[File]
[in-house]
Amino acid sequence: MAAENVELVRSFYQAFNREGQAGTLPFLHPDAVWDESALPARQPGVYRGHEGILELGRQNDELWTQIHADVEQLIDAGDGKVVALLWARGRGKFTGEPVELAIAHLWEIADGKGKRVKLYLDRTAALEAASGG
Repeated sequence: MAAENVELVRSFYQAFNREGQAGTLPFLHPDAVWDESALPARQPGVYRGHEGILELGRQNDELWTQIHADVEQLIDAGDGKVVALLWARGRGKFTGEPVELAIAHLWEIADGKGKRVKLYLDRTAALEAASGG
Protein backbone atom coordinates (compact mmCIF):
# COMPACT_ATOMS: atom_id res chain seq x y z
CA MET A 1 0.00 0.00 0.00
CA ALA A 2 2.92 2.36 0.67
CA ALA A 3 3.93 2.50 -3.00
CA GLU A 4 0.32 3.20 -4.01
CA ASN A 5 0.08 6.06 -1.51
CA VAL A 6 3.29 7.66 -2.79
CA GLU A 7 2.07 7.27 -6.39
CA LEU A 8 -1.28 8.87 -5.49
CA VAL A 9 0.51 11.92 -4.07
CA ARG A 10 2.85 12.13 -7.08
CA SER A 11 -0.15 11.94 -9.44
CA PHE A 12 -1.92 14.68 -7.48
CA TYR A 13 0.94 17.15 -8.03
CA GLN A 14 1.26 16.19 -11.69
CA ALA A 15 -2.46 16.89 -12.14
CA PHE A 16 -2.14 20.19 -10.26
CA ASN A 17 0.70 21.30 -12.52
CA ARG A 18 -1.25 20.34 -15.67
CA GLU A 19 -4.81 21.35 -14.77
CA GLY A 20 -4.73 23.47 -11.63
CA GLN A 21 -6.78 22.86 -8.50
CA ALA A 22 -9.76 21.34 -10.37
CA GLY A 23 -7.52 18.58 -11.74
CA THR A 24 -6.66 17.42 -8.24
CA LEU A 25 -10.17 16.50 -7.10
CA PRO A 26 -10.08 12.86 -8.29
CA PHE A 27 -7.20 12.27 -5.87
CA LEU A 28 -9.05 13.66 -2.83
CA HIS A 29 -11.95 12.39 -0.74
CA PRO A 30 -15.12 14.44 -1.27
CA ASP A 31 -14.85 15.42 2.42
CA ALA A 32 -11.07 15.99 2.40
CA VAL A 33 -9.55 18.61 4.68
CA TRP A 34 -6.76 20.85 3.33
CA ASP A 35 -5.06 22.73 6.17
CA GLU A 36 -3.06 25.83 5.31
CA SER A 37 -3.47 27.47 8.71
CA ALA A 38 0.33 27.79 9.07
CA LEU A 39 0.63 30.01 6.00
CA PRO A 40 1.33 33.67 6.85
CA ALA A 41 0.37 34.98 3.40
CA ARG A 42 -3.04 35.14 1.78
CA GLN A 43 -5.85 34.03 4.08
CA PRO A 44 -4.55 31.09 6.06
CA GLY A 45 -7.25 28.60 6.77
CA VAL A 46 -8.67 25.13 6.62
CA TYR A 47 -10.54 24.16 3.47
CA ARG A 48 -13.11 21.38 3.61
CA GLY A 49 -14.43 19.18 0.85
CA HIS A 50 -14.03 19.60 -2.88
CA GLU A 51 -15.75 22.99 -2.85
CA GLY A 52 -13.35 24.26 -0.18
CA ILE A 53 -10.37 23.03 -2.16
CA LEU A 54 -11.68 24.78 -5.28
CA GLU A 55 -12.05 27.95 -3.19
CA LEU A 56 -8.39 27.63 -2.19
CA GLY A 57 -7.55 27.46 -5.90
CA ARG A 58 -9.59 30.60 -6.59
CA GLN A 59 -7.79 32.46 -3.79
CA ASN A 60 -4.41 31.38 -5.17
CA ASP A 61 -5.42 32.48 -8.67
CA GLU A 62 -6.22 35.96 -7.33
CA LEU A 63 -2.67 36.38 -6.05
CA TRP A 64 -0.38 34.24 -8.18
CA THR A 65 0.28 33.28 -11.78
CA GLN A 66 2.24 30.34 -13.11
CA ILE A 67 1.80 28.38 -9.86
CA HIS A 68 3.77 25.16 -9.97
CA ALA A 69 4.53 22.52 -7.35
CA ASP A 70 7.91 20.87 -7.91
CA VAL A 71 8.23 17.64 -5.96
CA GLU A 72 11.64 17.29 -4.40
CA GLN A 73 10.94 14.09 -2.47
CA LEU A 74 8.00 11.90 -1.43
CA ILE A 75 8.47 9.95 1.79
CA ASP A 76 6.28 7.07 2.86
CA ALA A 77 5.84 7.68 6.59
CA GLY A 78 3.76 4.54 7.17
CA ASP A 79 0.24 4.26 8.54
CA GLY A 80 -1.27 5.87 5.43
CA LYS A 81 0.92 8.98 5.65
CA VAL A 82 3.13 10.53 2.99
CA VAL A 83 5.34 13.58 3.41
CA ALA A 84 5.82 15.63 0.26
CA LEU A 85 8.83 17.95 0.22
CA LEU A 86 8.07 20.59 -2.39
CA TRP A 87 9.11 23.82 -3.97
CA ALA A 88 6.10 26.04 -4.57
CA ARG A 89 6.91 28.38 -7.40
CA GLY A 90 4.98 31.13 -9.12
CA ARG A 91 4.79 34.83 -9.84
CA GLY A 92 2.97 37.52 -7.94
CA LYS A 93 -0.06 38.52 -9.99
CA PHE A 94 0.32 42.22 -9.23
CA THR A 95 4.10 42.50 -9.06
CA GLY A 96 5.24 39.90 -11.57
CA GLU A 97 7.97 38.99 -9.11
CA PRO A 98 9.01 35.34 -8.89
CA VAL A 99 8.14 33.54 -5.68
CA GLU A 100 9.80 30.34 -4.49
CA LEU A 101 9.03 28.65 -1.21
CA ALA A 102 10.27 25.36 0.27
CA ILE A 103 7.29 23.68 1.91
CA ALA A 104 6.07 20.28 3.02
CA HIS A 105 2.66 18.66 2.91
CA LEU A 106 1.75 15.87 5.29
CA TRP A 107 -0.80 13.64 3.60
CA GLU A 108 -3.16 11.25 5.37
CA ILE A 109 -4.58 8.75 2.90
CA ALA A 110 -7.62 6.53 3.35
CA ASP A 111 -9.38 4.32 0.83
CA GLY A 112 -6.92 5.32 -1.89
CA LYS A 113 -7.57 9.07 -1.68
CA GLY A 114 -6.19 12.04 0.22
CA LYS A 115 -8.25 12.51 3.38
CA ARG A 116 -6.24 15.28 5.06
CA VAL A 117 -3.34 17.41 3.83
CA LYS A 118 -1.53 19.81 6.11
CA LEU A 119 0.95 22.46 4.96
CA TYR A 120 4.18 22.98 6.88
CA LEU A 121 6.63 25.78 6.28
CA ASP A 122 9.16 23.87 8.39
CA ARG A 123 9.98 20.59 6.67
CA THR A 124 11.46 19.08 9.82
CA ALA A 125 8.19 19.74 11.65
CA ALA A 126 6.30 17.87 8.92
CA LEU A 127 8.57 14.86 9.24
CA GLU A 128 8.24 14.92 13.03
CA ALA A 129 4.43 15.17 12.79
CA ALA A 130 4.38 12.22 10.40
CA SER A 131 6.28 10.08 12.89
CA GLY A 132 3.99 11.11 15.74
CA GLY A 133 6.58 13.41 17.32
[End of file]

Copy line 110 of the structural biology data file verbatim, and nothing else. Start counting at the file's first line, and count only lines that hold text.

CA HIS A 105 2.66 18.66 2.91